Modern authors who decide to liken Donald Trump to Nero or Brexit to the fall of the Roman Republic sometimes incline me to reach for what I’ve come to call my “Bad Classics Klaxon”.
Often, all they’re doing is showing how clever they are, while passing over more obscure (but equally interesting) historical periods, periods that are, perhaps, actually useful as analogies — just not ones that provide readers with ready mental furniture on which to sit. I’m sure the Ming Dynasty had its share of bonkers people who swore a lot and threw their weight around. We Westerners simply don’t know who they are. Relatedly, both writers and readers often forget just how different people in the past were. It really is another country.
The biggest gulf between our political class and that of the Romans — apart from one roughly 100-year period of extraordinary peace and good government (known in the trade as “The Adoptive and Antonine Emperors”) — is the regularity with which they killed each other.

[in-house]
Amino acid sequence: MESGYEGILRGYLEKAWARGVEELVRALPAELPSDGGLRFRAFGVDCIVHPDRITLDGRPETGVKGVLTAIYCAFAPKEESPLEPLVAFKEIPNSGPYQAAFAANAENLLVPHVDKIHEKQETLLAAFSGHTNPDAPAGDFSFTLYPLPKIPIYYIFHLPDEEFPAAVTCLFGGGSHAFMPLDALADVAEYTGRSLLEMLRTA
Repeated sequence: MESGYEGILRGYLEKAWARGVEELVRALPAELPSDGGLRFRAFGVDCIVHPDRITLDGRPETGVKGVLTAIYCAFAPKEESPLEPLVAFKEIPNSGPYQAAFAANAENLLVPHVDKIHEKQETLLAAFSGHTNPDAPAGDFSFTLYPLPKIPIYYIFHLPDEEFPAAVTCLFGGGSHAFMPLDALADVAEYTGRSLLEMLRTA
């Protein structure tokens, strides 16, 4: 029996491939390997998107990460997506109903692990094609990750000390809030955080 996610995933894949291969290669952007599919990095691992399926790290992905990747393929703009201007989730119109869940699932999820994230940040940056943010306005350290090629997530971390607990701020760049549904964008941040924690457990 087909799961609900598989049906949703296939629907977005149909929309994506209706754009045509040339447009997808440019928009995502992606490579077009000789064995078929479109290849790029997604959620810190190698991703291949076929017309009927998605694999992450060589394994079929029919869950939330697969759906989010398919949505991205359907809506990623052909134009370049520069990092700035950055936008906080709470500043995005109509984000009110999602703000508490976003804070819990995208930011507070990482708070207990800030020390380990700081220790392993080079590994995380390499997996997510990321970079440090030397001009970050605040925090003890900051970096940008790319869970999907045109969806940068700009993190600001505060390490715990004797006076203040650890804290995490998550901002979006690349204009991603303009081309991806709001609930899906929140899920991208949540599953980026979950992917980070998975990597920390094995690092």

Yes (unlike supremely sexist Classical Athens) the Romans had flamboyant and powerful women, a recognisably modern legal system, and a thoroughly modern military. But Julius Caesar really was knifed on the floor of the Senate House, Cicero really was decapitated and his head pinned to the rostra outside the Senate (whereupon Fulvia, Mark Antony’s “better half”, stuck her hairpin through his tongue), and the Roman barrister Ulpian really was fragged by his own men (he was Prefect of the Praetorian Guard) because he stopped them torturing people at the drop of a hat.
Take the well-known Caesar story and allow me to draw a comparison. Imagine, last year, in one of the fraught Commons debates leading up to the General Election, if one of the burlier Brexiteers had got hold of John Bercow and spear-tackled him head-first into the Despatch Box.